Prof Brian Cox And Peer Group Conformity Over Armageddon
EVER smiling pop particle physicist Prof Brian Cox writes a crisp piece in The Sun about baseless doomsday prophecies. He sweetly masks his guesswork with a certainty that the world won’t end this weekend despite the claims of an idiotic American ‘Christian’ radio broadcaster. He then moves onto rubbish the silly Mayan doomsday ‘prediction’ that the world is to expire in December 2012. No such prophecy exists in the source material but it suits him to use this to pursue his atheistic agenda by dwelling on obvious absurdities.
He quotes an unnamed “leading authority” that the 2012 myth is a “complete fabrication and a chance for a lot of people to cash in.” Foxy Coxy then asks: “I wonder where we’ve seen that before?”
He may very well ask. Some might argue that the $4.4bn Large Hadron Collider – $500m from the UK alone – has something of the ker-ching jamboree about it. This wildly expensive experiment is the largest part of a massive funding international extravaganza to prove the big bang theory and find the creation ‘God particle’ – though to Cox, big bang is already fact if his BBC shows are anything to go by.
This reminds me of the open letter, signed by 33 leading scientists and more than 450 since, that was published in the New Scientist in 2004. It questioned the big bang and the reliance on ‘fudge factors’ to build up a theory – “[It] can boast of no quantitative predictions that have subsequently been validated by observation,” they wrote.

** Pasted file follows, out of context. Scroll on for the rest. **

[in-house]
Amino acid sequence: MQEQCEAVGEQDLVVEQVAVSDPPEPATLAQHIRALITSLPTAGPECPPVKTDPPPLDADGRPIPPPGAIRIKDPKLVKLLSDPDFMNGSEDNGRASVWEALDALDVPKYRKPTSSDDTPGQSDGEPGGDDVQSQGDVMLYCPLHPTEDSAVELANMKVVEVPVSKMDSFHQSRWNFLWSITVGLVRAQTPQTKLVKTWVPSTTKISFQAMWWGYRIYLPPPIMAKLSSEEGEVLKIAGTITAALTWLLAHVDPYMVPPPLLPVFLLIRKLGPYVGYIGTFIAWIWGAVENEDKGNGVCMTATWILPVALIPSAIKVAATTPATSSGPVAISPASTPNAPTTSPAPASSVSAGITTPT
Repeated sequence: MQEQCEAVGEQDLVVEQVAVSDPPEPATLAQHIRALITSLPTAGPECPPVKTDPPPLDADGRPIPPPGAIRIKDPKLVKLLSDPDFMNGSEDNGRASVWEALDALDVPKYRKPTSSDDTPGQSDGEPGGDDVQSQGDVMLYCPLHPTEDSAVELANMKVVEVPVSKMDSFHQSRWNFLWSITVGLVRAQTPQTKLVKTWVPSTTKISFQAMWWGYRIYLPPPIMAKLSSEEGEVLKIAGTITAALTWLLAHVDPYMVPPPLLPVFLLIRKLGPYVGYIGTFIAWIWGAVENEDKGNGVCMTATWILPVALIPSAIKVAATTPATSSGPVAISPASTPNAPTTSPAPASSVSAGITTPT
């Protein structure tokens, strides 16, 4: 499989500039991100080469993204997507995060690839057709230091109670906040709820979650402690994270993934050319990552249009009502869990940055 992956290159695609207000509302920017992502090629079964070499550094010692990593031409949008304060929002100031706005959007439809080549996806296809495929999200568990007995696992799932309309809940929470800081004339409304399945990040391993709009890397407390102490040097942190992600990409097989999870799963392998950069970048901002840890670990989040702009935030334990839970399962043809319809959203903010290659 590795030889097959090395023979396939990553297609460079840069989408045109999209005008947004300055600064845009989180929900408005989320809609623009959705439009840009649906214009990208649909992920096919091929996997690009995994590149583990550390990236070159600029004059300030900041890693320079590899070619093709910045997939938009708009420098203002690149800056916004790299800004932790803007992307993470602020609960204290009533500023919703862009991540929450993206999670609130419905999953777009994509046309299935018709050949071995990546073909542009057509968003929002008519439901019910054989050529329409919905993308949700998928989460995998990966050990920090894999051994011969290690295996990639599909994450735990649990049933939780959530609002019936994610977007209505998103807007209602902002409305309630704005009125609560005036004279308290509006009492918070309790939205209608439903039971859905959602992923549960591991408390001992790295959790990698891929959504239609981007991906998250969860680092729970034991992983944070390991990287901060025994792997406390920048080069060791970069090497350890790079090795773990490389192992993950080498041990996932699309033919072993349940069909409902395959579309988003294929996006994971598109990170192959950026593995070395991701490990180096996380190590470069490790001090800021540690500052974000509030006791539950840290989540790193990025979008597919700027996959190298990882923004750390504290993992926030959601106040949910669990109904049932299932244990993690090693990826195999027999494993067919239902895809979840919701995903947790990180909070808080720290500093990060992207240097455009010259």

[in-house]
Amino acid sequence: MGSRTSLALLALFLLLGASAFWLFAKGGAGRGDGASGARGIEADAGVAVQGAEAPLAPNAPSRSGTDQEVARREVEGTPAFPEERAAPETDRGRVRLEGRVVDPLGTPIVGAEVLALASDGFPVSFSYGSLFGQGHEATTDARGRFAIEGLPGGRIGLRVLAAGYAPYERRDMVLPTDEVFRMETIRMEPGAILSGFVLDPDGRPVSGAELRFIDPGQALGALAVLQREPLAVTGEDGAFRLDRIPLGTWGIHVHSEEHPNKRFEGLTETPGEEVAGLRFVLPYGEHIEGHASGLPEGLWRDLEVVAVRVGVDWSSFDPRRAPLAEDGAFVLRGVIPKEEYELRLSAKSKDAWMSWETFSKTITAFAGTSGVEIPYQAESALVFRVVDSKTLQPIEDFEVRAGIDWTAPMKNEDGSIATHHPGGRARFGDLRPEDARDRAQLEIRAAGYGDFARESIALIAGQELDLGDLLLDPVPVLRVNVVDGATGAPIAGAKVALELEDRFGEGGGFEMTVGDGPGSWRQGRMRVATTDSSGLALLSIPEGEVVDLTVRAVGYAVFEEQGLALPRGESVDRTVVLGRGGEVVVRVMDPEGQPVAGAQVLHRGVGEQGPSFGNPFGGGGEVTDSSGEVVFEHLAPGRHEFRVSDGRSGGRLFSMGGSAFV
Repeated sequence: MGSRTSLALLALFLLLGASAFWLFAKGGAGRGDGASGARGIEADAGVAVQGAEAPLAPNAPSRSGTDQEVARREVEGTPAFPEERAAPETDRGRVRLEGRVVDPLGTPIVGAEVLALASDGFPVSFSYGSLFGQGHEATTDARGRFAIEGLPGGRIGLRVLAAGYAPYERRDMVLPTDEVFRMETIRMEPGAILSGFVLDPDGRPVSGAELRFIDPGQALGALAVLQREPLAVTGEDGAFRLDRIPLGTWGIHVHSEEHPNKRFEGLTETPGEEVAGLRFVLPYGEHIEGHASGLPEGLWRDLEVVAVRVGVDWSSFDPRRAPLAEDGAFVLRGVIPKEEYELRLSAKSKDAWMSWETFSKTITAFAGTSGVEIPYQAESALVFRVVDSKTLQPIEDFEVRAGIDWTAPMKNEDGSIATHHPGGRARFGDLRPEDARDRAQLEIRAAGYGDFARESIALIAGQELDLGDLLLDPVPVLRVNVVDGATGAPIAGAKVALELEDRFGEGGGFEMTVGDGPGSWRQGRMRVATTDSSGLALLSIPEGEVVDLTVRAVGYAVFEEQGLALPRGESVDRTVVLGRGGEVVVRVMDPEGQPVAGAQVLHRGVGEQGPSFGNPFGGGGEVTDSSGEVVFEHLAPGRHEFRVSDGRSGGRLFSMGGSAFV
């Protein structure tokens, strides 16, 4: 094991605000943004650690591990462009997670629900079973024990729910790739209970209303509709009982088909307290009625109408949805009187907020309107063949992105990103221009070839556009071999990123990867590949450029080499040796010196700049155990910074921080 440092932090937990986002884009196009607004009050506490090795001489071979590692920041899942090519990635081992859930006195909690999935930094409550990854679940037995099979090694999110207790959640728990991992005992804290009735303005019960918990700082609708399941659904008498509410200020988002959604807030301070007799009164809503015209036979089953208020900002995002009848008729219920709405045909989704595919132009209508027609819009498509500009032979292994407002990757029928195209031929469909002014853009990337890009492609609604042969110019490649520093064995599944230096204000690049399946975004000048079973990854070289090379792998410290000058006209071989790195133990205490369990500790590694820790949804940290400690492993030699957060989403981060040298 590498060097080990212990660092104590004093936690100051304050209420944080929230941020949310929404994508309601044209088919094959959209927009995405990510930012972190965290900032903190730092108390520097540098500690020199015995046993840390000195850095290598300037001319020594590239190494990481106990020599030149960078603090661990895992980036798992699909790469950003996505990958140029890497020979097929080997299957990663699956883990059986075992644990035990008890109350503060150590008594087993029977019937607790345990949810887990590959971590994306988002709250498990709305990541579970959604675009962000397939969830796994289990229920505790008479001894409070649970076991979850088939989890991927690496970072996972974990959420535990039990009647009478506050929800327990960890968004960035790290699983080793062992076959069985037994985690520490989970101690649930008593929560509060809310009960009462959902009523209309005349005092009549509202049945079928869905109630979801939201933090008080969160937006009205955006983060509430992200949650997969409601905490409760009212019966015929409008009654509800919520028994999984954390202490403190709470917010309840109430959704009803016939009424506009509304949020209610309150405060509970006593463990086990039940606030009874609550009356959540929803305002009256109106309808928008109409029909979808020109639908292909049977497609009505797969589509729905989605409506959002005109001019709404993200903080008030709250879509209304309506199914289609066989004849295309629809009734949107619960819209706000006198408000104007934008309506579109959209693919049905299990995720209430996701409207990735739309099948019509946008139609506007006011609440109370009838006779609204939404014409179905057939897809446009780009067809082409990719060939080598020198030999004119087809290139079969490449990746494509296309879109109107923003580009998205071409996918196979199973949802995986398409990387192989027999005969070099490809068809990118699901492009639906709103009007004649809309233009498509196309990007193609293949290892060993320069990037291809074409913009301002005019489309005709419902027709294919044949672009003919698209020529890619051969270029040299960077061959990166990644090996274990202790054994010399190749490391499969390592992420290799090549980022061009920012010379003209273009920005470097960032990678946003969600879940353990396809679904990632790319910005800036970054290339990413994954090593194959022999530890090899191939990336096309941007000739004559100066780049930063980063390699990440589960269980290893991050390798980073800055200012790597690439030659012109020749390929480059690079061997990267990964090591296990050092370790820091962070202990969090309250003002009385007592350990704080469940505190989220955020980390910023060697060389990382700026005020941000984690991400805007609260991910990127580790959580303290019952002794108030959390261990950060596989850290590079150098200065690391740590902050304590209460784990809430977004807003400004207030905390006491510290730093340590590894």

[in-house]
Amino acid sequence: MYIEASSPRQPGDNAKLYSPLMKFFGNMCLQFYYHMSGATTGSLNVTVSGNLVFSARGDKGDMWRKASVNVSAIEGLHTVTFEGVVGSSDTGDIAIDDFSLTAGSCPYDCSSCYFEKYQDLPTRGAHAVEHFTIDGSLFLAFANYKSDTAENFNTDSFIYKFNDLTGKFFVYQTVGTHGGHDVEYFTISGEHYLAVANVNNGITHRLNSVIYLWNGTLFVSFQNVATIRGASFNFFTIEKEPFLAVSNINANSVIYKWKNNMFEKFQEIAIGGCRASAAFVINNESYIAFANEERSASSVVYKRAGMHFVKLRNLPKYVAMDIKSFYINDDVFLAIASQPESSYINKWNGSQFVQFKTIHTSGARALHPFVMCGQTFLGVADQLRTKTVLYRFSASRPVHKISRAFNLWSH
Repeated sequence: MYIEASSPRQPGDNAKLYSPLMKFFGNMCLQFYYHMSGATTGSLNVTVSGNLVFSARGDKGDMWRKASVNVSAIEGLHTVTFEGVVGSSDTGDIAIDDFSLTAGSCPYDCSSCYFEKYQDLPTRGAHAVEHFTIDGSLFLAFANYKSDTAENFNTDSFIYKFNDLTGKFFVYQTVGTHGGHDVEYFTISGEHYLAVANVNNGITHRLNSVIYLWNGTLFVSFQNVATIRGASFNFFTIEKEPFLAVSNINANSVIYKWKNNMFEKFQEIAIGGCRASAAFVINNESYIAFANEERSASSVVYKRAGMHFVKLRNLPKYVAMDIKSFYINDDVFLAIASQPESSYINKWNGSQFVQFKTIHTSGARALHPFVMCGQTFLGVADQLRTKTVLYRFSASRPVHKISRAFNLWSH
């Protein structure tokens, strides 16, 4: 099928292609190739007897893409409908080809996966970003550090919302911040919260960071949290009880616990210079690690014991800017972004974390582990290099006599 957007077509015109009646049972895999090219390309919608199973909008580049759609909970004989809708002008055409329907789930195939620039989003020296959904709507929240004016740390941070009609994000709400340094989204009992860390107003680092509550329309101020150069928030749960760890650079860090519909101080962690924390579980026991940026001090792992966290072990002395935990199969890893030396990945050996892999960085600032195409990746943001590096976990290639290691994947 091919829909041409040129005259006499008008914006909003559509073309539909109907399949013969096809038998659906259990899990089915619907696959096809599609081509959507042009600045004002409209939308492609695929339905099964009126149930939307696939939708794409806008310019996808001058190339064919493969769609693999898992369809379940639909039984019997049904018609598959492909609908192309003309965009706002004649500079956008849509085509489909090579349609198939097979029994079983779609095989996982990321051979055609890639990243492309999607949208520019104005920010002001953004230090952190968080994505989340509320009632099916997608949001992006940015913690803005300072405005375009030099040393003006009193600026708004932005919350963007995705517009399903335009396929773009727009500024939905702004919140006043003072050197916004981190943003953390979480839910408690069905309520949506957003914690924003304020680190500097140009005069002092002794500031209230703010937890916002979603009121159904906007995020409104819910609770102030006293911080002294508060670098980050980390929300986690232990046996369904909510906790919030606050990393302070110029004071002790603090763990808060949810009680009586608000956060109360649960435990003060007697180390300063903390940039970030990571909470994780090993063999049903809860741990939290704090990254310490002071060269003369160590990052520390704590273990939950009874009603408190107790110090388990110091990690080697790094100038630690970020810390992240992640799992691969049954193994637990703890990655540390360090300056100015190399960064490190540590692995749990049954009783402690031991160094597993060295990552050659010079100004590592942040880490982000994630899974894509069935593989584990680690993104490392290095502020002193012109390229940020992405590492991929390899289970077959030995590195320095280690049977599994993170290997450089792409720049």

They point out that other credible creation theories are “severely hampered by a complete lack of funding” as big bang zealots grab the research cash and ostracise those scientists who challenge the theory. The scientists write:
“In cosmology today, doubt and dissent are not tolerated, and young scientists learn to remain silent if they have something negative to say about the standard big bang model. Those who doubt the big bang fear that saying so will cost them their funding.”
“This reflects a growing dogmatic mindset that is alien to the spirit of free scientific inquiry.”
The jury’s still out on big bang. But I see in Brian Cox something of the dogmatism complained of in the 2004 open letter. He routinely describes as ‘rubbish’ and ‘drivel’ whatever falls outside his knowledge (such as astrology), and betrays an unfortunate tendency to pass off his opinions and interpretations as fact. For all his scientific knowledge he is at heart a preacher of opinions.
Foxy Coxy is cashing in rather nicely on the cosmic theory du jour with his TV shows, books, Sun articles and science tours. He sets a splendid example in peer group conformism. And he has such a lovely smile.